This experiment is part of the Entomological Society of America Grant Challenge Challenge Grant. Browse more projects

Impacts of a new invasive aphid pest in North America

Raised of $3,150 Goal
Funded on 3/03/19
Successfully Funded
  • $3,180
  • 100%
  • Funded
    on 3/03/19

Project Results

To determine the distribution of new invasive aphid, Metopolophium festucae cerealium (Mfc) in the Pacific Northwest, USA, we sampled 36 sites (1-4 times each) in Idaho, Montana, and Washington during June-July of 2019.  We surveyed Mfc by taking 150 sweep samples along two transects at each of the 36 sites. The collected Mfc, along with other aphids, were identified, counted, and mapped. Since this year is mostly aphid-free year, we collected fewer Mfc in 2019 compared to last year. Other aphids monitered in this region were also significantly lower this year compared to last years (for example, see: Nevertheless, the new invasive aphid is still expanding, as it was detected this year for the first time from southern Idaho (see map). 

We thank you all again for your generous support to this project. We will continue our Mfc survey and monitoring in the coming years too.

About This Project

Through surveys, this project will delineate the expanding range of a new invasive aphid, Metopolophium festucae cerealium (Mfc) in the Pacific Northwest. A known pest of cereal crops in its native range in the UK, this pest became abundant in wheat at many locations in the Pacific Northwest by 2011. The extent of its current distribution, whether it is spreading, and how much injury it causes will be assessed through the work of this project.

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What is the context of this research?

Metopolophium festucae cerealium, Mfc, is a new species in North America, and very little is known about its ecology, invasive range, or its role as a disease vector. Many aphids transmit plant viruses, which makes them a major risk to crops. Now that Mfc has been found in the US, it's important to identify how it interacts with other aphids in managed and natural ecosystems. As a first step, we will determine the distribution, range, and abundance of this pest in cereal crops and natural grasslands in the Northwestern US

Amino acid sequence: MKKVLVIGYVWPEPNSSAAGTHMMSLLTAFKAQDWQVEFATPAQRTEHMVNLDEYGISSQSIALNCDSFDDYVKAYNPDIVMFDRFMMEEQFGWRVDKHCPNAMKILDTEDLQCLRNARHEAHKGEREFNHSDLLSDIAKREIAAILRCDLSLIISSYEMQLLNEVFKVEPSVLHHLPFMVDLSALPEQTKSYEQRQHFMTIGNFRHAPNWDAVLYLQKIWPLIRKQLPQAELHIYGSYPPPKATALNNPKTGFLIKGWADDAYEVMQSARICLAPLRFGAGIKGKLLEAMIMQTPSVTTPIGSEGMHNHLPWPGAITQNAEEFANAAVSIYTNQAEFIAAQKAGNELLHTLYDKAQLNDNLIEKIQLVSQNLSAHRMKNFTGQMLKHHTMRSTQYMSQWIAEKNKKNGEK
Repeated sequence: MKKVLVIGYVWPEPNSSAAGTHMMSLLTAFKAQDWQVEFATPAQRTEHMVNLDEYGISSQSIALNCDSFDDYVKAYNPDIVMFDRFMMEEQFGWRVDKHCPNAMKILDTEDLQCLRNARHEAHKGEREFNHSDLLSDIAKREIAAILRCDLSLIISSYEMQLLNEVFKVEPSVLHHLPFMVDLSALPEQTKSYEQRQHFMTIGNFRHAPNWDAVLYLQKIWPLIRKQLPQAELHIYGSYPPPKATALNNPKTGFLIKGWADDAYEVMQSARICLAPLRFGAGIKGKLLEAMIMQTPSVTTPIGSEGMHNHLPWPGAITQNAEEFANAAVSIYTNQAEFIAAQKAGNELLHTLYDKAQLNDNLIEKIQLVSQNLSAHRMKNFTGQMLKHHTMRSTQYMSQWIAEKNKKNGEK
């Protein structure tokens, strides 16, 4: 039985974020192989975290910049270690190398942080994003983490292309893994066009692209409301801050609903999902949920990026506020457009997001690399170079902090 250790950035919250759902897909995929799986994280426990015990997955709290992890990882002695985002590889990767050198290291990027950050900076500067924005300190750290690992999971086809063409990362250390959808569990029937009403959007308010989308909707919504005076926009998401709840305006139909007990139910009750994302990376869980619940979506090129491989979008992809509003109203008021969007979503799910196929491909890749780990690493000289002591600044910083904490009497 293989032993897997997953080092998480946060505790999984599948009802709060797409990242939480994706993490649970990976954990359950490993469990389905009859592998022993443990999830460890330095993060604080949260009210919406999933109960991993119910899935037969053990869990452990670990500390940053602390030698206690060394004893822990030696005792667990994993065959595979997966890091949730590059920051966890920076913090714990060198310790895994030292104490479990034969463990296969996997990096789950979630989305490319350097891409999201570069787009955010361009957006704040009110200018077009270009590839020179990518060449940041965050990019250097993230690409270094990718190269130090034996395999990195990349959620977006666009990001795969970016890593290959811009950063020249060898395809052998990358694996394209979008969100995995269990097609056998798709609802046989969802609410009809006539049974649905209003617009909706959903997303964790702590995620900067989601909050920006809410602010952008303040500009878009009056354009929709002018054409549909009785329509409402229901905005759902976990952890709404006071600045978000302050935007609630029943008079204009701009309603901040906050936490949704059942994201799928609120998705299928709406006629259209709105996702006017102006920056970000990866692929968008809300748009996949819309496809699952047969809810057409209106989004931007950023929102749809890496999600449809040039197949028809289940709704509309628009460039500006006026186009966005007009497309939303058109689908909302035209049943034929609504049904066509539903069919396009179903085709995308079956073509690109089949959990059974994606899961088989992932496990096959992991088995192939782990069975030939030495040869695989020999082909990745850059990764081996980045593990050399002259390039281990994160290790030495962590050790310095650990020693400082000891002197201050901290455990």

What is the significance of this project?

Wheat is a key crop in the drylands of Pacific Northwest, but several insect pests reduce its yield annually. Like other aphids in the Pacific Northwest, this new invasive aphid may cause yield losses by feeding plant tissues, by transmitting viruses to the plants, or both. Hence, determining the severity of infestation of this economically important invasive aphid pest is important to formulate control methods and minimize or prevent the further spread. Furthermore, the presence of the aphid in natural habitats of the Pacific Northwest is not well described, so its presence and potential to influence these ecosystems remains unknown.

What are the goals of the project?

The first goal of this project is to determine through surveys the occurrence, abundance, and impacts of a new invasive aphid in North America in annual cereal crops and in natural and semi-natural grassland habitats across the region. The second goal is to communicate this information to the public to help citizens and producers respond to the presence of this aphid. By taking 150 sweep samples along two transects at each site, we will sample 50 wheat fields and 50 grassland habitats in Idaho, Washington, Oregon, and Montana during the periods of its likely peak abundance. The collected Mfc will be counted to determine abundance and severity (% of samples in each transect containing Mfc) and the results will be shared with the growers and public.


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Funds will purchase: